Posted by: BibleScienceGuy | October 10, 2018

Wrestling with “Eternal”

(4 Minute Read)

A recent BSG blog article of two weeks ago, The Eternal Gospel, stimulated a thoughtful question by John, a reader from Dallas, TX. He ponders the meaning of the word eternal, especially as applied to the Gospel.

Here is John’s insightful comment and question on The Eternal Gospel:

Thank you for this post on the eternal Gospel. The word “eternal“ has been wrestling with me for the past year or two. Not to the point of setting aside time to do a deep study of the word, but more so to paying attention to its context in Biblical use, and its use by the men of the cloth to whom I listen. This desire to know what God means with His use of this word has been engendered by the overuse (to the point of annoyance) of the word “infinite,” mostly by several of the members of the men’s Bible study I attend, as well as by some of the pastors and theologians to whom I read and listen. Challenging the men in my study with their use of the word “infinite” has engendered discussion about both infinite and eternal. I have no problem with understanding the common meanings of “infinite,” at least to the extent that mathematicians use the word.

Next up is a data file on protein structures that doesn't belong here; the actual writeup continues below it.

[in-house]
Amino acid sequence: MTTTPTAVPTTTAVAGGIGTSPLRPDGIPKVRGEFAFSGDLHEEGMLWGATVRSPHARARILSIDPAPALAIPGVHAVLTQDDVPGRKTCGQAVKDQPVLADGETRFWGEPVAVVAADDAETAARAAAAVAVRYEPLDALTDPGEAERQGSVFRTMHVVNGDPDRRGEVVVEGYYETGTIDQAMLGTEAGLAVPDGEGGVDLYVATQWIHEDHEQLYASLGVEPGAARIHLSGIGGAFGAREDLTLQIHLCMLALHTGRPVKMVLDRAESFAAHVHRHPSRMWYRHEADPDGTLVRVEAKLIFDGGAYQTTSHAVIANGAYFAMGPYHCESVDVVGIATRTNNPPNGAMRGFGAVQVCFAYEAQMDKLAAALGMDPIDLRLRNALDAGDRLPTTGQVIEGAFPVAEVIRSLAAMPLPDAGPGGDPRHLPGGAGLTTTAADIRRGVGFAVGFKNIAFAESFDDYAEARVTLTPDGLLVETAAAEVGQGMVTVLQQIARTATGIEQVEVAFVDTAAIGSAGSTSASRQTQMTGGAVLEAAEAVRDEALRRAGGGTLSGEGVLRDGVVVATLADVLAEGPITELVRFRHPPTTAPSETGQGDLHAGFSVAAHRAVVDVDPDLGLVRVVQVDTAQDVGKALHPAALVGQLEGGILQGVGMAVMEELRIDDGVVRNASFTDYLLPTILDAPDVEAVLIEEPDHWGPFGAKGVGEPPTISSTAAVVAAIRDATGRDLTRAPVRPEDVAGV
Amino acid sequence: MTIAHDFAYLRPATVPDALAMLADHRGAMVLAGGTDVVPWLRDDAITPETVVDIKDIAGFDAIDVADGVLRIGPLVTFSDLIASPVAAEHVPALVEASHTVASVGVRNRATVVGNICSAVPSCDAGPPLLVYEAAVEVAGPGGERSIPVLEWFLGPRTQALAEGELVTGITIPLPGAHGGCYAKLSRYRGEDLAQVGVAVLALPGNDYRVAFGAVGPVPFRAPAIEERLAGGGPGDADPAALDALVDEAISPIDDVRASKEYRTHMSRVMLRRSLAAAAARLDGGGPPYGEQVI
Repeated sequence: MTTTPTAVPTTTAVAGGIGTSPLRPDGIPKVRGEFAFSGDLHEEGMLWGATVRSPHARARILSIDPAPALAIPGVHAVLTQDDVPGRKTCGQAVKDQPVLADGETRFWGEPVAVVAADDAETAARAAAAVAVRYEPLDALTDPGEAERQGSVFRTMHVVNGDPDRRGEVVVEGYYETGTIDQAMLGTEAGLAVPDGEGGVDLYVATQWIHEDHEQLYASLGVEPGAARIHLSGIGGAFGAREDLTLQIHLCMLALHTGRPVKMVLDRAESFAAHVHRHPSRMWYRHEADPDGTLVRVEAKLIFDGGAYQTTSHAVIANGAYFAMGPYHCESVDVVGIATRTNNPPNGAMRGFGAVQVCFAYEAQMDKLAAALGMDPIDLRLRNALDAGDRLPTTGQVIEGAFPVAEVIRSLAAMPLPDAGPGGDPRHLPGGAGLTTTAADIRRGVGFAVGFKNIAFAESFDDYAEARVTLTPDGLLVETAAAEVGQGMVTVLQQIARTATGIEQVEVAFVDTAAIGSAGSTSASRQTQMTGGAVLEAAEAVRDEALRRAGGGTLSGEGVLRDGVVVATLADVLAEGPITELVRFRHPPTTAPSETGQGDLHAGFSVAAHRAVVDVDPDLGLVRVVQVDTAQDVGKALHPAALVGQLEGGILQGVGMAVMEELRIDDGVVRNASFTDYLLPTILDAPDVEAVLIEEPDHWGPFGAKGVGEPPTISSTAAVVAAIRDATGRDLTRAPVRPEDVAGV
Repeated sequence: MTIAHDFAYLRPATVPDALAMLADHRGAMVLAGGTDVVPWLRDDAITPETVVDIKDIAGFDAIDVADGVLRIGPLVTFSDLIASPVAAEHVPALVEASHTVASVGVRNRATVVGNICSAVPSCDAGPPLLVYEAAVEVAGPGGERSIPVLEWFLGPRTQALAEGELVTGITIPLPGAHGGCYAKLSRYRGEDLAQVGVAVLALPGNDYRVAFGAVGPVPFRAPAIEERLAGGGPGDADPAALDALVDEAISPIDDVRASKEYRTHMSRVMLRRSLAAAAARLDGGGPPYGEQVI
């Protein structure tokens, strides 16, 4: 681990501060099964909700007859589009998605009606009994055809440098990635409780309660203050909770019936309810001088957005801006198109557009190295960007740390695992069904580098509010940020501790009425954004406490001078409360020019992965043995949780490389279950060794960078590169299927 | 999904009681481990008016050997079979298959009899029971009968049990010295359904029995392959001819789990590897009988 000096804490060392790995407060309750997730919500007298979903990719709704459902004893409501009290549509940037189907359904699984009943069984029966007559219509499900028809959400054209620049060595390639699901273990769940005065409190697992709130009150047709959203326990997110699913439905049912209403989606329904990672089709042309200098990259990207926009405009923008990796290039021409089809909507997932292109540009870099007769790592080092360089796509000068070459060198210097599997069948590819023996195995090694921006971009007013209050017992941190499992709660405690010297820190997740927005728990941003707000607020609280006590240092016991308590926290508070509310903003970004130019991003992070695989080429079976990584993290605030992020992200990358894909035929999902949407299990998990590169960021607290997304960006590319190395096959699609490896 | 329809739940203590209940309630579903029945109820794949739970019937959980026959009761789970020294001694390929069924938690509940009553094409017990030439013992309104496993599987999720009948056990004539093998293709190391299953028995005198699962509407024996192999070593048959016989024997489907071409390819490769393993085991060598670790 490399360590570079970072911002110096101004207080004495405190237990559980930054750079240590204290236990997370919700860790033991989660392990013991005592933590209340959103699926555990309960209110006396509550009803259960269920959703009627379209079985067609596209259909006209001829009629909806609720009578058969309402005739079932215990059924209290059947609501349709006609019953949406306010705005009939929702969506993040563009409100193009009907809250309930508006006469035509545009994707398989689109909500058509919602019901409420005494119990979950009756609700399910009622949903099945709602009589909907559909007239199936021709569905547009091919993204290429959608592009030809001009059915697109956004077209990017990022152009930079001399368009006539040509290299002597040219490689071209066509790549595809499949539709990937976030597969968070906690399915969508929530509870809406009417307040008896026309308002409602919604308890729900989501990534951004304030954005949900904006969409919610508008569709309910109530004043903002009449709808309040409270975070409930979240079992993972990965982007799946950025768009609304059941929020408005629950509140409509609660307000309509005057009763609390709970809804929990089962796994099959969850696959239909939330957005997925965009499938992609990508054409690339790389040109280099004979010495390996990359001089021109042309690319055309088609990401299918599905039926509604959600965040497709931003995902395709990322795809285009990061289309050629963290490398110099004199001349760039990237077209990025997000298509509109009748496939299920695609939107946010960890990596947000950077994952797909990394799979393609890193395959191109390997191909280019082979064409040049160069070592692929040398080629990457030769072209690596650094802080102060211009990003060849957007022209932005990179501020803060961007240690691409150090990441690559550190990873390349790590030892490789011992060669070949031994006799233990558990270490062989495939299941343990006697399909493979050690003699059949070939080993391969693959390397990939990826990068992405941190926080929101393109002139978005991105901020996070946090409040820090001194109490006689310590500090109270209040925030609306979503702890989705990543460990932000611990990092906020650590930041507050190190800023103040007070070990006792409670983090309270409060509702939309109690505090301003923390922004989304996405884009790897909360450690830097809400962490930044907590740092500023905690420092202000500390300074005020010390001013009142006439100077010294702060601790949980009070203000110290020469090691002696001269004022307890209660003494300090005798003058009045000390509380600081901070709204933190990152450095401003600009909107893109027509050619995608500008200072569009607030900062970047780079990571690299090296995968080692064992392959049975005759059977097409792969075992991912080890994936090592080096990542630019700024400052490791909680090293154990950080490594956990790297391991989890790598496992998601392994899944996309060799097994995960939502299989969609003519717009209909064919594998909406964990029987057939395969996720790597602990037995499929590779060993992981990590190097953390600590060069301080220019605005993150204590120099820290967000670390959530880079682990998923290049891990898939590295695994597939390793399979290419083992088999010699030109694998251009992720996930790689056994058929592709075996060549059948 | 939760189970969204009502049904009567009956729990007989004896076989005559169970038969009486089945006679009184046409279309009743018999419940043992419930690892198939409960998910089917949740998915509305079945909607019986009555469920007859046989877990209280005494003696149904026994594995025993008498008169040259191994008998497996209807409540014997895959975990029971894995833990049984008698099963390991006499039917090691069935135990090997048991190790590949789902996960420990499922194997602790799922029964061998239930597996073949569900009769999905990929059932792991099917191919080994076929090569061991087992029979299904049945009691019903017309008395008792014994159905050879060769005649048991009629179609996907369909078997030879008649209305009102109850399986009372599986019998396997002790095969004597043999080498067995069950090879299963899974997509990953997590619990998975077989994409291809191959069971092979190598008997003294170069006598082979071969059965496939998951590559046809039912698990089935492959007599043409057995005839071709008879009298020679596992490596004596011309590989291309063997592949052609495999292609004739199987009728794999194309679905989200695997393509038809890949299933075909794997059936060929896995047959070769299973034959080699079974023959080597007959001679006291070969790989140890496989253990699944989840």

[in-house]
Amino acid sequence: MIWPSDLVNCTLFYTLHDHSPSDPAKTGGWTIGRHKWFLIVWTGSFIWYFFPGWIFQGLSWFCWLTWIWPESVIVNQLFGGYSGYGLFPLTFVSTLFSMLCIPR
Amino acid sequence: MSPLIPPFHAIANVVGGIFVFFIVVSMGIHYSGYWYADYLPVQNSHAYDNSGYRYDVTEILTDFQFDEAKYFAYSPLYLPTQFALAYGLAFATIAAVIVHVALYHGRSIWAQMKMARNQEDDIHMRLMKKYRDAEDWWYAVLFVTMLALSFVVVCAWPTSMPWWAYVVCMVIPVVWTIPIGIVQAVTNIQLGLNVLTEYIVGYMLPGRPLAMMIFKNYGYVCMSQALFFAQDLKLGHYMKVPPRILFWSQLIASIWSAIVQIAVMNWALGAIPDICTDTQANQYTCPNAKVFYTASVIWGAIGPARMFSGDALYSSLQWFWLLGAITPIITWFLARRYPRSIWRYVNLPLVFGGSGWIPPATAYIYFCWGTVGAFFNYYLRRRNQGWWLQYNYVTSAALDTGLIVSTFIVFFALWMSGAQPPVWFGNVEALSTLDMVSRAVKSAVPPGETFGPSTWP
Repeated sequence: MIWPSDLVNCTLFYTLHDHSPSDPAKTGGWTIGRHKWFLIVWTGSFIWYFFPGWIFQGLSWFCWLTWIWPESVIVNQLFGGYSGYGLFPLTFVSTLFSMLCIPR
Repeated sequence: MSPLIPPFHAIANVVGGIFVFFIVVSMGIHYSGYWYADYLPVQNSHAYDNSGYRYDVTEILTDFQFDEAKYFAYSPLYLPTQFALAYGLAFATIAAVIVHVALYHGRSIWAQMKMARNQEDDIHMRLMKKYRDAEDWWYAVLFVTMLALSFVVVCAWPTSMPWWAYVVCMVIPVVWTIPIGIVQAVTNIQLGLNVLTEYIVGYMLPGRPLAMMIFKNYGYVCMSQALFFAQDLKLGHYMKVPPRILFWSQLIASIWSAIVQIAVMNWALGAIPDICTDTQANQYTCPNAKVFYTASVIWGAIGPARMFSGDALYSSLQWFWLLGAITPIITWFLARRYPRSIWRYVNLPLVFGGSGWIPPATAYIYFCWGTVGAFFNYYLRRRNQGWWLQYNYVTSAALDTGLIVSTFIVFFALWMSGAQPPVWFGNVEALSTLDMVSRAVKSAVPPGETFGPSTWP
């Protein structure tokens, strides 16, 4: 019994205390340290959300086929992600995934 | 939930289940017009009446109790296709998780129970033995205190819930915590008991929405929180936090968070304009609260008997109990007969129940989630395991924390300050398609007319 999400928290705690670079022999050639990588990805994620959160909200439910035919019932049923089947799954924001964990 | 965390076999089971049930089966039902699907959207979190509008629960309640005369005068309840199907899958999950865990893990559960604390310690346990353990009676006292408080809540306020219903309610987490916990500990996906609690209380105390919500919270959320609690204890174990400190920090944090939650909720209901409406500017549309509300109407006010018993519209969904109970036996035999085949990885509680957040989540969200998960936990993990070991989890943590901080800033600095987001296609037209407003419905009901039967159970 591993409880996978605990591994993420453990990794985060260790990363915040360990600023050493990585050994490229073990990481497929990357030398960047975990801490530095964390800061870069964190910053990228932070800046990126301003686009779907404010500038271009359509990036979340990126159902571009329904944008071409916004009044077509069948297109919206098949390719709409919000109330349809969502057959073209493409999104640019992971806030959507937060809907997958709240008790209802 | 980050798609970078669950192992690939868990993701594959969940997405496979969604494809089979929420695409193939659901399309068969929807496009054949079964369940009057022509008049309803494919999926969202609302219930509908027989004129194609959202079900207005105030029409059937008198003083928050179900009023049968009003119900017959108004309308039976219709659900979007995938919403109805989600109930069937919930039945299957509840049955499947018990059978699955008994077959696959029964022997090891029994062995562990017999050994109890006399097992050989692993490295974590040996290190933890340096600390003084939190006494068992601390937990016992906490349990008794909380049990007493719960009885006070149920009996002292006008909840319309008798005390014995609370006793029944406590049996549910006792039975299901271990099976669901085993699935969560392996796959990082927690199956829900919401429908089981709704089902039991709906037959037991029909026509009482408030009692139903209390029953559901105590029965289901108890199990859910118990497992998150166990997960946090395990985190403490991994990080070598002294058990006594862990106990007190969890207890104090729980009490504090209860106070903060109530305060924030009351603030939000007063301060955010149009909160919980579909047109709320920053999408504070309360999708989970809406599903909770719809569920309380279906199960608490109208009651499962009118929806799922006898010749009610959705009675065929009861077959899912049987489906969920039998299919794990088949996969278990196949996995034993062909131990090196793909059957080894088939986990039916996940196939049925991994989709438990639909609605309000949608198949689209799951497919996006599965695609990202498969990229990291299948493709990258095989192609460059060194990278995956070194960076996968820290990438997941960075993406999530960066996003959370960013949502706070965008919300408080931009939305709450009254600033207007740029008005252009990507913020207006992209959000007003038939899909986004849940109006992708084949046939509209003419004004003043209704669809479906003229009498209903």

“Eternal” doesn’t live comfortably in my known lexicon. In one sense I think of “infinite” as being of the created order and “eternal” as being transcendent. This is where I am with “Eternal”:
1) Without beginning or end.
2) Transcendent — an adjective describing many entities outside creation like God, His attributes, His Kingdom, His Word, etc.
3) Different from infinite, not particularly intended to measure size.
4) Not “time” related.
5) Unchanging.

I am not particularly comfortable with that list, but that is where I sit currently.

Until your post, the “Eternal Gospel” never took a foothold in my mind. With my limited understanding of “eternal,” this new (to me) use of the word has challenged my understanding; however, it makes me wonder if calling the Gospel “Eternal” implies that the Gospel will continue to be a prominent part of the glorified lives of God’s elect in the new heaven, in Christ’s Kingdom. And if that is so, other than that the Gospel will be a reminder to the elect why they are there, I wonder if there is more to derive from the knowledge that the Gospel is indeed eternal. Please share any thoughts you have on this, and please disabuse me of any misunderstandings.

Thanks again. I enjoy worshiping God discovering His Truth by reasoning about the meaning of words.